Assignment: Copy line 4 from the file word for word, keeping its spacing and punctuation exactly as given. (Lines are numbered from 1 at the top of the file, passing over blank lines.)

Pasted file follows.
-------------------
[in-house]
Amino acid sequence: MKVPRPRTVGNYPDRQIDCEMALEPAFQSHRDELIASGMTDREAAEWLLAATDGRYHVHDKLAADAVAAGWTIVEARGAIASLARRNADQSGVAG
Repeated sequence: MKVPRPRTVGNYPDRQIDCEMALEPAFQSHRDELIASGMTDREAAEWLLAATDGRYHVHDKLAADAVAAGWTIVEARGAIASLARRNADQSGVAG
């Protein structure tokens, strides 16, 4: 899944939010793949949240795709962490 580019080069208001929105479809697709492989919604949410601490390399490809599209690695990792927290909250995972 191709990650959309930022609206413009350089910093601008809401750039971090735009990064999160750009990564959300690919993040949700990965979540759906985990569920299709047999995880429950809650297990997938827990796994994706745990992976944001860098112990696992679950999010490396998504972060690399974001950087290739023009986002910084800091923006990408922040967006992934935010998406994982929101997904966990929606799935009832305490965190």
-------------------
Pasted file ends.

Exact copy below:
């Protein structure tokens, strides 16, 4: 899944939010793949949240795709962490 580019080069208001929105479809697709492989919604949410601490390399490809599209690695990792927290909250995972 191709990650959309930022609206413009350089910093601008809401750039971090735009990064999160750009990564959300690919993040949700990965979540759906985990569920299709047999995880429950809650297990997938827990796994994706745990992976944001860098112990696992679950999010490396998504972060690399974001950087290739023009986002910084800091923006990408922040967006992934935010998406994982929101997904966990929606799935009832305490965190």